By Rabbi Geoffrey Dennis
We came to Egypt as economic migrants (Genesis 46:4). Then came Pharaoh’s “great replacement theory” that the Israelites constituted a threat, a kind of invasion, and we were reduced to harsh labor (Exodus 1:9-10). Now, in this week’s parasha, we are departing as refugees (Exodus 13-15).
We came to Egypt by invitation (Genesis 45:17-18). Eventually we would enter Arad, Bashan, Heshbon, Edom, Midian and Moab without invitation (Numbers 21:1; 21:20; 21:34-35; 22:1). It’s the whole migrant story, a universal story, in a few verses. We, the Jewish people, encapsulate the migrant story. A story as old as humanity. Older, even, than the Torah itself.
Then, two millennia later, in 1648, came the Treaty of Westphalia and with it (at least in Europe) the concept of sovereign borders. Not much changed outside of Europe, however, and empires like Russia, China and the Ottoman imperium as well as geographically sprawling nations like Brazil, the United States and Canada simply didn’t have the means or the desire to assert modern border control. Until recently.
My own family embodies this shift. My father’s side of my family came to America before “legal” and “illegal” immigration was even a thing. My mother had to come with a passport and a green card. And this tension in America between the human need to migrate and a state need to control its borders continues, vexing us humanly and politically.
As Americans, we grapple with how to rationalize our immigration laws, control our borders and allow the kind of immigration that has supercharged American growth and success since the founding of the republic.
I, for one, understand both the need to cross boundaries and the desire for boundary control. Both are, arguably, “Jewish values.” But whatever combination of these two values each of us embraces, there is one value that the Torah endorses, emphatically: compassion, empathy and love toward the aliens who come to us.
And by emphatically, I mean this: The commandment to care for the stranger is mentioned more times than any other commandment in the Torah — more even than the command to love God! In a very real sense, Jews reject the recent Christian media campaign to “put God first.” God comes second when compared to foreigners.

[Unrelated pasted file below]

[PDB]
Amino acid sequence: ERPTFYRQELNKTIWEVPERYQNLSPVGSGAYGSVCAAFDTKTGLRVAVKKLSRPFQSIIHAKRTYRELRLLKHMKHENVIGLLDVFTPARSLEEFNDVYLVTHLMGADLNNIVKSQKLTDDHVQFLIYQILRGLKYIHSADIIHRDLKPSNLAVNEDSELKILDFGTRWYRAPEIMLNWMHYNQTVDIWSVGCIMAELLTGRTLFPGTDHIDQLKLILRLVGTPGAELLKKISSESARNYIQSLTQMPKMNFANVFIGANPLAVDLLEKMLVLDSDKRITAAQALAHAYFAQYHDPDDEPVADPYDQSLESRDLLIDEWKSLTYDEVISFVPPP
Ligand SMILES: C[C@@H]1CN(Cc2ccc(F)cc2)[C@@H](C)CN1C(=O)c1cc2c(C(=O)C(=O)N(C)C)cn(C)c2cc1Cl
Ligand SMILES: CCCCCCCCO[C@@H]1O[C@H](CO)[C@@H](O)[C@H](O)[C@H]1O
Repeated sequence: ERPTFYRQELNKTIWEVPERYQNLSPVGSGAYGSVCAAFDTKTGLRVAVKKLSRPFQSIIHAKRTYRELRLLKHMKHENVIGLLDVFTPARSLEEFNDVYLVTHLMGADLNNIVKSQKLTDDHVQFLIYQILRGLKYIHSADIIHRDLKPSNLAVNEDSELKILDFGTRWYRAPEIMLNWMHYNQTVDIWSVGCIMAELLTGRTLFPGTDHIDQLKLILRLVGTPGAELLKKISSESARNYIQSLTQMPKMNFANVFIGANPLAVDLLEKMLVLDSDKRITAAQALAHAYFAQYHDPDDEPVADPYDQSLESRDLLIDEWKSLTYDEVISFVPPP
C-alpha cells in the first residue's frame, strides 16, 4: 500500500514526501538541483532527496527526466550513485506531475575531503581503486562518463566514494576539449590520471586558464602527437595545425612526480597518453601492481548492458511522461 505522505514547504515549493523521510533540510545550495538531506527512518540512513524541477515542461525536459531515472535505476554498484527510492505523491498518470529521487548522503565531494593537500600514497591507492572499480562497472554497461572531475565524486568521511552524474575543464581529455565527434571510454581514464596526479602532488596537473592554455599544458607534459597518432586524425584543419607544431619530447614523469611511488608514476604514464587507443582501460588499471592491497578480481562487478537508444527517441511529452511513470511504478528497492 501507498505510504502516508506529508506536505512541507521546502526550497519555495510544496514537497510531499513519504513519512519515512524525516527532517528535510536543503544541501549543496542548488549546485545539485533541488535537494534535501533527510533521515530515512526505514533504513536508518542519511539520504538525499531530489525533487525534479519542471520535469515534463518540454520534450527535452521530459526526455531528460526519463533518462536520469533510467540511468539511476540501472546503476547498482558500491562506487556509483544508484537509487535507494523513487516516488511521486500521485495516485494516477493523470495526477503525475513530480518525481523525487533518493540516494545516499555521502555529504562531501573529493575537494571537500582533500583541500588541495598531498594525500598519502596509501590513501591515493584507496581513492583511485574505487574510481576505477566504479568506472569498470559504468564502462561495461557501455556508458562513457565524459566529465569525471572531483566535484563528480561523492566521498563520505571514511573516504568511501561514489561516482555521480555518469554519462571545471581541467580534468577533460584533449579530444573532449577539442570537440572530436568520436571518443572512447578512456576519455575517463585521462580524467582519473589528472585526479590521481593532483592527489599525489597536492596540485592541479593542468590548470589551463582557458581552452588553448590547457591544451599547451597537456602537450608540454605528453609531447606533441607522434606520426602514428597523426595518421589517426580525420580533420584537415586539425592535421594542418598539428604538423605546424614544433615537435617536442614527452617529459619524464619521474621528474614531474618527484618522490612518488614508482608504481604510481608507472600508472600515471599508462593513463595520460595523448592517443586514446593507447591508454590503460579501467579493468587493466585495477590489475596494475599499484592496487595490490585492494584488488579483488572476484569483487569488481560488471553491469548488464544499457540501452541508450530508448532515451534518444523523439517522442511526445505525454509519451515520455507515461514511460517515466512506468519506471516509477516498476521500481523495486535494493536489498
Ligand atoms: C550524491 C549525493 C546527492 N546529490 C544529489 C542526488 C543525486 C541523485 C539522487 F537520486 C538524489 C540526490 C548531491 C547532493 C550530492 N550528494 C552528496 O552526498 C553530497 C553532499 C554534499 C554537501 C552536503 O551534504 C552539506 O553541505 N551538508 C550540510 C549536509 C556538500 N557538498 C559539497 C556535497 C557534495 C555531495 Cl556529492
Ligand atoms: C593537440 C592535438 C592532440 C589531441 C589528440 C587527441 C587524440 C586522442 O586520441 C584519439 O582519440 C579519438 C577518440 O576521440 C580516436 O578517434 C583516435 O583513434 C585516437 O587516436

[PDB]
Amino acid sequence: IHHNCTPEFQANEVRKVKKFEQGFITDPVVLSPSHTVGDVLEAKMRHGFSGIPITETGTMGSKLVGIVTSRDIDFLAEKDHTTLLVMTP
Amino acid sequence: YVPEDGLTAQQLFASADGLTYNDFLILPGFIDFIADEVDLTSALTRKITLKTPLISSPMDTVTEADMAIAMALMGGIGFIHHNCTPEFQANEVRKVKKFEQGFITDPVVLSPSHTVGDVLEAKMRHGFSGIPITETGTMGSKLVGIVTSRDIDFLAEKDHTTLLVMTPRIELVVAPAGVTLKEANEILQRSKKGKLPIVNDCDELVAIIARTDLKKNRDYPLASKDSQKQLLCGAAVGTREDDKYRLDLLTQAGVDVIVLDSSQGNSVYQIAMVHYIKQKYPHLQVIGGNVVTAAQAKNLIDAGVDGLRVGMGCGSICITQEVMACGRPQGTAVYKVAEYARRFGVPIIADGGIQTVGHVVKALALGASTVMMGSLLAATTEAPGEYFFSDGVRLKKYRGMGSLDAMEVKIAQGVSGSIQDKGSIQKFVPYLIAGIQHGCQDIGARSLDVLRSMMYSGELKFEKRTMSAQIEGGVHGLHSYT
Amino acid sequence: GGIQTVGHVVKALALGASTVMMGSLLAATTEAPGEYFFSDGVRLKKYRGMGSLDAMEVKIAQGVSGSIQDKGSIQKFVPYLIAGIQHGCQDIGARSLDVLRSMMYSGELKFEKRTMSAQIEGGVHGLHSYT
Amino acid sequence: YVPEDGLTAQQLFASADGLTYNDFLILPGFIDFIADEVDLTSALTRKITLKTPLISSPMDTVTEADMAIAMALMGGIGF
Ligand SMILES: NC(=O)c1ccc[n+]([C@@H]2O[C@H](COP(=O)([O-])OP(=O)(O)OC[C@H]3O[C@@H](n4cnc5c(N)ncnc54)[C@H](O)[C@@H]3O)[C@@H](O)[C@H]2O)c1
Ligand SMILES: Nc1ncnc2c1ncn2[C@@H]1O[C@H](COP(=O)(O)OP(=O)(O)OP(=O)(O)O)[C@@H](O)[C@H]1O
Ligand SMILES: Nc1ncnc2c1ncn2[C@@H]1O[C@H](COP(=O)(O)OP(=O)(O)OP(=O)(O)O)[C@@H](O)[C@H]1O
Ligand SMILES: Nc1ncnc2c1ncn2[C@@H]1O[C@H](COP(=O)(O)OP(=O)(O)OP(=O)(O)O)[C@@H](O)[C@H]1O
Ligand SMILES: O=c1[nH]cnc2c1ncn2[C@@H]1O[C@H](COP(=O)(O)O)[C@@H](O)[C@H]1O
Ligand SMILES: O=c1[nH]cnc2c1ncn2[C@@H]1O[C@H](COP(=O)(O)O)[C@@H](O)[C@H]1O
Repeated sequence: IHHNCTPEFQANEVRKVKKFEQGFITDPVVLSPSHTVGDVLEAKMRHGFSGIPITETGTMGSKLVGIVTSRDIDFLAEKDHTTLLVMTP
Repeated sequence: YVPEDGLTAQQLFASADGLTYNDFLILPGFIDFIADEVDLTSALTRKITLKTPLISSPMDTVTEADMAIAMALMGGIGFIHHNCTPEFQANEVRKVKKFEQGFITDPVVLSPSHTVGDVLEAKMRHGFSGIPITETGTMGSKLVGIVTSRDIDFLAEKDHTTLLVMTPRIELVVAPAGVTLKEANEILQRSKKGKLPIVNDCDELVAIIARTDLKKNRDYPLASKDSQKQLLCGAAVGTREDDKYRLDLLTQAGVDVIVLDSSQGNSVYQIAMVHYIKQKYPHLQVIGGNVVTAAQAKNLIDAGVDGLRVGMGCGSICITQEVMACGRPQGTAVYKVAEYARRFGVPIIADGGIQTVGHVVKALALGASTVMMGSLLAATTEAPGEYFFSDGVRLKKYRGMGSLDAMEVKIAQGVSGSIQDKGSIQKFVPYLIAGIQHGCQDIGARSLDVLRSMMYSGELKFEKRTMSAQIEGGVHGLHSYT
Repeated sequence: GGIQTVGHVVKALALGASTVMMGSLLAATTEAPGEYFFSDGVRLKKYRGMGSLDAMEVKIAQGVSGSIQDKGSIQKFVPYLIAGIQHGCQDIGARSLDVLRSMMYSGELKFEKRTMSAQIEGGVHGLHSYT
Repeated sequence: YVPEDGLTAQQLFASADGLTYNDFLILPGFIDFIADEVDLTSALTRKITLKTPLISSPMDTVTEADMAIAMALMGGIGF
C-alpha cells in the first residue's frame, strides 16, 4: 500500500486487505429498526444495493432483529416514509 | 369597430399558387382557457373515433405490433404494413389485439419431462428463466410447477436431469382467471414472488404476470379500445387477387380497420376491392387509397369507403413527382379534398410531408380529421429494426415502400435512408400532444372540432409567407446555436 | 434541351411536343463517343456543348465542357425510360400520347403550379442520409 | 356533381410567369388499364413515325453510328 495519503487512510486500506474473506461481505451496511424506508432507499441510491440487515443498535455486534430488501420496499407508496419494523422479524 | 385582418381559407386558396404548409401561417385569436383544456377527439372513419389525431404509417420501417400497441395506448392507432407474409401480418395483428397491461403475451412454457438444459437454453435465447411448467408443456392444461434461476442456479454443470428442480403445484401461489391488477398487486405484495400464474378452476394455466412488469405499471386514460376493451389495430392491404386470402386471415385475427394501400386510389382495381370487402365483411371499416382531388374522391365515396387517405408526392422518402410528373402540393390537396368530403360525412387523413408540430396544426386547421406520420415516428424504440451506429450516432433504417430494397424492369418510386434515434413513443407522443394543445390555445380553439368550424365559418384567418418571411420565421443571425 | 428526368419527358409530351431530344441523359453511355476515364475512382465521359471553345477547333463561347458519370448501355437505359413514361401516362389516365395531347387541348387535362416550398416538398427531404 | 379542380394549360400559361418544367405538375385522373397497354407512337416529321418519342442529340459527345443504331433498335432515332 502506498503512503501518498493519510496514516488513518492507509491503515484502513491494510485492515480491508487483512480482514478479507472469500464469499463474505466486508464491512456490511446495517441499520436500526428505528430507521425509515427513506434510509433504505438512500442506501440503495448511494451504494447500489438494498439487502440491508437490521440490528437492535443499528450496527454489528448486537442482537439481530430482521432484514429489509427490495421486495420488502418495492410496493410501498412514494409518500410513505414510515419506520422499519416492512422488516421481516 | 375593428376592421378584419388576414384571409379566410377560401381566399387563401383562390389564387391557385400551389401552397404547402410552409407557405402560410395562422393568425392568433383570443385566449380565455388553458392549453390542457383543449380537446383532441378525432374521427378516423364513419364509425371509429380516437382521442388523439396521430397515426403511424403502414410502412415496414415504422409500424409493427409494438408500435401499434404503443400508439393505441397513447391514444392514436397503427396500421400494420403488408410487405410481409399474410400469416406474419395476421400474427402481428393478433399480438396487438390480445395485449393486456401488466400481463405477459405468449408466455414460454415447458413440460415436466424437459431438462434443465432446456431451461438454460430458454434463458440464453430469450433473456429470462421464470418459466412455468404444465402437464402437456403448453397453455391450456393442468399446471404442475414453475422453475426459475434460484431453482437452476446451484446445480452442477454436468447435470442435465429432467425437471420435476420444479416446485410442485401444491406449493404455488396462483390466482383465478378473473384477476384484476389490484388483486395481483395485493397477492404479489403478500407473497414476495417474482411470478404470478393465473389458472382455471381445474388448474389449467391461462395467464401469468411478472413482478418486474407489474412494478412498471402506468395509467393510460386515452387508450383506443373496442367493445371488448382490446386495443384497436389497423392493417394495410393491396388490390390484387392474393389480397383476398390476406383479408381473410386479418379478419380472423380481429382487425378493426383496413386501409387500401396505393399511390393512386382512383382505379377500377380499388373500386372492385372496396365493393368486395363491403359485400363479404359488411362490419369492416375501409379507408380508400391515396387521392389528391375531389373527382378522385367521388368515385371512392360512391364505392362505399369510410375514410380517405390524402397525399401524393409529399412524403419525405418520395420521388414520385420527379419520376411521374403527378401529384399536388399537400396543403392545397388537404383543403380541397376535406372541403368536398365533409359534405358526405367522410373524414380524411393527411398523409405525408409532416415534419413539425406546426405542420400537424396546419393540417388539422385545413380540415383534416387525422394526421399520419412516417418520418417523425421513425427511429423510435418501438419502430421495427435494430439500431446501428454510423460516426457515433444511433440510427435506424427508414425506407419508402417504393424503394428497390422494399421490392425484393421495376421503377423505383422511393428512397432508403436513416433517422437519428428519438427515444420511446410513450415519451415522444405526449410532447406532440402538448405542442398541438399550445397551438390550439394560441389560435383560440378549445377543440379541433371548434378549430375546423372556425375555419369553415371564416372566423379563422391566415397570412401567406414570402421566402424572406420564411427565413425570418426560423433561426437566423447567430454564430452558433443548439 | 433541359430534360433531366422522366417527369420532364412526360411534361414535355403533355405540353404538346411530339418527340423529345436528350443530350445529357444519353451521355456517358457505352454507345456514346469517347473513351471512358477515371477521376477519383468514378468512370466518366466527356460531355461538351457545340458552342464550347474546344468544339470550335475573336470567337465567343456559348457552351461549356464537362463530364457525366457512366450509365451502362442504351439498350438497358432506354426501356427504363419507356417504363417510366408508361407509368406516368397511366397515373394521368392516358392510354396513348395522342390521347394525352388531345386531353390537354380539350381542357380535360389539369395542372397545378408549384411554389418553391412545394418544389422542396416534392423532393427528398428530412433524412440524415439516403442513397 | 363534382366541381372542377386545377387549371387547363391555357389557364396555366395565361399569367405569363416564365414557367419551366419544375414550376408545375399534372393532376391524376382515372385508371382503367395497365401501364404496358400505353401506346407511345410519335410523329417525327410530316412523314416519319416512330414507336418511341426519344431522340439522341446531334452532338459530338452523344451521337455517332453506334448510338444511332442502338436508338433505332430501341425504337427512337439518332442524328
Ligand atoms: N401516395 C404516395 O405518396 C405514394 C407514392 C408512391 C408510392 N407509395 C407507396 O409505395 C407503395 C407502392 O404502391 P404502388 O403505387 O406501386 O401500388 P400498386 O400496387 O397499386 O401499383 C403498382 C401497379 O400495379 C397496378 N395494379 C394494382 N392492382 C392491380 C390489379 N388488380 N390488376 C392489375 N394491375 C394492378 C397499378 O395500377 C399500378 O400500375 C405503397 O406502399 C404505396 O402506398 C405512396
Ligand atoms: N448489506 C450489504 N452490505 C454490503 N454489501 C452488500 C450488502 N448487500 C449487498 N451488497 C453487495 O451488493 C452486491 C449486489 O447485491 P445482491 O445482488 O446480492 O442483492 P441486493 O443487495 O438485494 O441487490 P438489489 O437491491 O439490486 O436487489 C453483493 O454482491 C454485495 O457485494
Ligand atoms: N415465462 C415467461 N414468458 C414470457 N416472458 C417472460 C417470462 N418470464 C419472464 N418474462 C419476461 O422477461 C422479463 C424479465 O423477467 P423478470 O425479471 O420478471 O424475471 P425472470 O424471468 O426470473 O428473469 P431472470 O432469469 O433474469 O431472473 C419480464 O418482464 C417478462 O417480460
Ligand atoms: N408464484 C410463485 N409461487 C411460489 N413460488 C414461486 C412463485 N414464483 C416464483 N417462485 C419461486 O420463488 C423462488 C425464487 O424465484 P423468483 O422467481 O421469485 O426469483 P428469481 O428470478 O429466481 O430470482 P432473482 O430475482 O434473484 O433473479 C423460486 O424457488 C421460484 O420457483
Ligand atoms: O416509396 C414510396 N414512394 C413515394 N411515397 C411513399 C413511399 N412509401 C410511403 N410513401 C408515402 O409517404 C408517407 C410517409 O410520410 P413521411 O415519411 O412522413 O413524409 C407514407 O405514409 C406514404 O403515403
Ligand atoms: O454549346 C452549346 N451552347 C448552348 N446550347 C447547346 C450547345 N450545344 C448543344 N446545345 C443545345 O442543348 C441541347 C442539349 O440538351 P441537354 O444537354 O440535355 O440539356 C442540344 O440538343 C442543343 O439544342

According to the Talmud, Rabbi Eliezer the Great stated that “the Torah warns 36 times, and some say 46 times, not to oppress the stranger” (Babylonian Talmud, Bava M’tzia 59b). The decree is articulated as both positive (“you shall…”) and negative (“you shall not…”) mitzvot:
“You shall not wrong nor oppress the stranger, for you were strangers in the Land of Egypt” (Exodus 22:20).
“The strangers who reside with you shall be to you as your citizens … for you were strangers in the land of Egypt” (Leviticus 19:34).
“You too must love the stranger, for you were strangers in the land of Egypt” (Deuteronomy 10:18-19).
Variations on this appear in four of the five books of Moses. Is there a greater imperative than this? We are, from the time of Moses to the 20th century, the archetypal migrant/refugee/immigrant/asylum-seeker/alien/illegal/legal. Lest we forget, we declare to each other every Pesach, “My father was a wandering Aramean” (Deuteronomy 26). Even a name our people are known by exemplifies this: Hebrew/Ivri derives from the verb avar, to “pass/cross over,” making us the “boundary crossers.”
So as we Jews daily remind ourselves of our migrant past — this week, in all our Torah study, in our prayers, in our history and our very memory — let us also heed Torah and strive for tolerance and compassion — indeed, love — for modern migrants, both in our personal encounters and the policies we advocate.
Geoffrey Dennis is the self-proclaimed chief rabbi of Denton County and an instructor in the Jewish and Israel Studies Program at the University of North Texas.